The president of Blue Line Battery, a Beloit-based startup producing lithium-ion forklift batteries, says the company will begin turning a profit in July.

“Most startups never see that, so our business is really, really growing,” Phil Fonfara said yesterday during the Wisconsin Entrepreneurs’ Conference, held by the Wisconsin Technology Council in Milwaukee.

He said the business has raised $5.7 million to date, nearly all of which came from within the state.

“We are unique in that we are not backed by any venture capital funds, any managed money funds. Our shareholders are primarily angel groups,” he explained, pointing to Milwaukee Venture Partners, Silicon Pastures, Midwest Wealth Ventures and others.

Since partnering with a Pulaski contract electrical component manufacturer called MCL Industries, Blue Line Battery has ramped up its production.

“Initially we were doing about five to 10 batteries a month with them, at the start of our partnership about a year ago,” Fonfara said. “Now we’re scaling up to 100 batteries a month starting in August. That is really what’s turning our course to profitability.”

He noted several million electric forklifts are used each day in the United States, 95 percent of which use lead-acid batteries. He said these batteries use a “tremendous amount” of electricity compared to the newer lithium-ion variety. According to Fonfara, Blue Line Battery helps its customers save up to 70 percent of overall electricity consumption.

“When you think about two million forklifts running in the U.S. every day — electric forklifts — these aren’t like electric vehicles where they might be used one to two hours a day,” he said. “Some of them are being operated 22 to 24 hours a day.”

He said forklifts running on lead-acid batteries emit hazardous fumes and have to be charged in specific rooms with venting to prevent explosions from occurring due to gas buildup. Because lithium-ion batteries create no emissions and reduce energy usage, he predicts this technology will be widely adopted within the next decade.

Fonfara added lithium is recyclable and all the materials used in the Blue Line’s power cells can be obtained from recycling companies. While the company currently sources those cells from China, he said company leaders are “looking to bring production in house” and incorporate recycled materials into that process.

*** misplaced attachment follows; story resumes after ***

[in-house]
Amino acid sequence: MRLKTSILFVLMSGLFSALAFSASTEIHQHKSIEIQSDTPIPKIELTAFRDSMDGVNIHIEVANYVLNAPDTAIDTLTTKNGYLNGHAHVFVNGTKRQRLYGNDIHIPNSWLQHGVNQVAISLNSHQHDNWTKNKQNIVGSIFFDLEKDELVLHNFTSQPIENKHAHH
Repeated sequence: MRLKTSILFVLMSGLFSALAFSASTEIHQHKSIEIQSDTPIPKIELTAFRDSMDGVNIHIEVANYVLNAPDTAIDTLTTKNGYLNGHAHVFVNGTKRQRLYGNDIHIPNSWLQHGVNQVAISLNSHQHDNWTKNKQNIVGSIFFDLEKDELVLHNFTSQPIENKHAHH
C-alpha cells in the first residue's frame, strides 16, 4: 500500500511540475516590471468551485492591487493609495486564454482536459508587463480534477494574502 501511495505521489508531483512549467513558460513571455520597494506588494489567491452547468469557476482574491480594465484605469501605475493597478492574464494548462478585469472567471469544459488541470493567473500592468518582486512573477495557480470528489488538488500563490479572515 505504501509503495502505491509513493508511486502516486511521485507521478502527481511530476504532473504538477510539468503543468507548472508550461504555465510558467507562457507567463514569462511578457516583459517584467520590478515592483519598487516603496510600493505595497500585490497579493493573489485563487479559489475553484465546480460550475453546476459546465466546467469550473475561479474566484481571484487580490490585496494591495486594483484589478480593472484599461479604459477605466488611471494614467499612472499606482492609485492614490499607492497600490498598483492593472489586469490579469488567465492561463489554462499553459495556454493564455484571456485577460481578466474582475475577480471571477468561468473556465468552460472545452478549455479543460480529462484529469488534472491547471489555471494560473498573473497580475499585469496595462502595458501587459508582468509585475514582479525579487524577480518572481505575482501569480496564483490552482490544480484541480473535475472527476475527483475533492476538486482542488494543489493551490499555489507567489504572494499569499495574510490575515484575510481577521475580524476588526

Two Wisconsin investors urged entrepreneurs at the conference to be patient, avoid overly technical pitches and do their homework ahead of meeting with potential investors.

Tim Keane, director of Golden Angels Investors in Milwaukee, said “everything takes longer than everybody thinks” when it comes to growing a startup company.

Jenni Le, an associate with Venture Investors in Madison, said some founders can get caught up in explaining the technical details while investors are often more concerned with other aspects of the business.

And she cautioned those seeking investment against casting too wide a net, instead urging attendees to select pitch targets that fit the business in question.

“It shows us that you’re serious about fundraising and that you’re not just spraying and praying,” she said. “And you do have to kiss a lot of frogs to find the investor prince, certainly it can take a lot of meetings. But don’t just spam investors’ inboxes.”

Both investors said startup teams with prior successful exits are typically more successful, while Le also highlighted the importance of technical expertise and existing industry connections.

Listen to an earlier WisBusiness.com podcasts with Le: https://www.wisbusiness.com/2022/wisbusiness-the-podcast-with-jenni-le-an-associate-with-venture-investors-health-fund/

–By Alex Moe

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